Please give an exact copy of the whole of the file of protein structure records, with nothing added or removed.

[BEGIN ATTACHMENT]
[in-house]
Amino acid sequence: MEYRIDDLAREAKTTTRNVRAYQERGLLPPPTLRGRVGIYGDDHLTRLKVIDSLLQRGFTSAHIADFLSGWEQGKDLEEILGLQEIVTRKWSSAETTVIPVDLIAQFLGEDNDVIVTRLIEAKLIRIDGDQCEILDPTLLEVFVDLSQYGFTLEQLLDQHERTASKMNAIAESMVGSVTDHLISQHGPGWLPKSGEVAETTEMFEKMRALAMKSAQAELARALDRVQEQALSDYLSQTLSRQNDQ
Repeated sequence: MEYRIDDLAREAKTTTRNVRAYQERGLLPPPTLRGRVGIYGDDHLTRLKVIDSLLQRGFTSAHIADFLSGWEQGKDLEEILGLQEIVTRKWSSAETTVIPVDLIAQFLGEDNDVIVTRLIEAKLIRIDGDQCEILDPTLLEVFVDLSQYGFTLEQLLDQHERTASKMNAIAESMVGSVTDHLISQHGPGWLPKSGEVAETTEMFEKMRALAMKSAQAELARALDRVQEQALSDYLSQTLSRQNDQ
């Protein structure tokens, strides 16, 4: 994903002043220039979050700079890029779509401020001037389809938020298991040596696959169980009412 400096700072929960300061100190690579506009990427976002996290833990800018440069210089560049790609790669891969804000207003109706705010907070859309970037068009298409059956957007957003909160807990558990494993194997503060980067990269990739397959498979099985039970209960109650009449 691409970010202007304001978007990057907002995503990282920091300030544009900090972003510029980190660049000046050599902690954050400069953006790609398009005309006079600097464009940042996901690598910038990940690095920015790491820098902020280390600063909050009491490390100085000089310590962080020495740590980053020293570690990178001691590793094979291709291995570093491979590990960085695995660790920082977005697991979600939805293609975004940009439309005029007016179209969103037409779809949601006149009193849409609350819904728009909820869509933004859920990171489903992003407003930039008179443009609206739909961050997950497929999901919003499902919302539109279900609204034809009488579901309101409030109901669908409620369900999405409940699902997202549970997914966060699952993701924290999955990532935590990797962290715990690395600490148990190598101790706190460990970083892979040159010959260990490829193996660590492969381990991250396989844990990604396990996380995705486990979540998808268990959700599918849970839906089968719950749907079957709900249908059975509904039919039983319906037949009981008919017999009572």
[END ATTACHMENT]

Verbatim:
[in-house]
Amino acid sequence: MEYRIDDLAREAKTTTRNVRAYQERGLLPPPTLRGRVGIYGDDHLTRLKVIDSLLQRGFTSAHIADFLSGWEQGKDLEEILGLQEIVTRKWSSAETTVIPVDLIAQFLGEDNDVIVTRLIEAKLIRIDGDQCEILDPTLLEVFVDLSQYGFTLEQLLDQHERTASKMNAIAESMVGSVTDHLISQHGPGWLPKSGEVAETTEMFEKMRALAMKSAQAELARALDRVQEQALSDYLSQTLSRQNDQ
Repeated sequence: MEYRIDDLAREAKTTTRNVRAYQERGLLPPPTLRGRVGIYGDDHLTRLKVIDSLLQRGFTSAHIADFLSGWEQGKDLEEILGLQEIVTRKWSSAETTVIPVDLIAQFLGEDNDVIVTRLIEAKLIRIDGDQCEILDPTLLEVFVDLSQYGFTLEQLLDQHERTASKMNAIAESMVGSVTDHLISQHGPGWLPKSGEVAETTEMFEKMRALAMKSAQAELARALDRVQEQALSDYLSQTLSRQNDQ
């Protein structure tokens, strides 16, 4: 994903002043220039979050700079890029779509401020001037389809938020298991040596696959169980009412 400096700072929960300061100190690579506009990427976002996290833990800018440069210089560049790609790669891969804000207003109706705010907070859309970037068009298409059956957007957003909160807990558990494993194997503060980067990269990739397959498979099985039970209960109650009449 691409970010202007304001978007990057907002995503990282920091300030544009900090972003510029980190660049000046050599902690954050400069953006790609398009005309006079600097464009940042996901690598910038990940690095920015790491820098902020280390600063909050009491490390100085000089310590962080020495740590980053020293570690990178001691590793094979291709291995570093491979590990960085695995660790920082977005697991979600939805293609975004940009439309005029007016179209969103037409779809949601006149009193849409609350819904728009909820869509933004859920990171489903992003407003930039008179443009609206739909961050997950497929999901919003499902919302539109279900609204034809009488579901309101409030109901669908409620369900999405409940699902997202549970997914966060699952993701924290999955990532935590990797962290715990690395600490148990190598101790706190460990970083892979040159010959260990490829193996660590492969381990991250396989844990990604396990996380995705486990979540998808268990959700599918849970839906089968719950749907079957709900249908059975509904039919039983319906037949009981008919017999009572």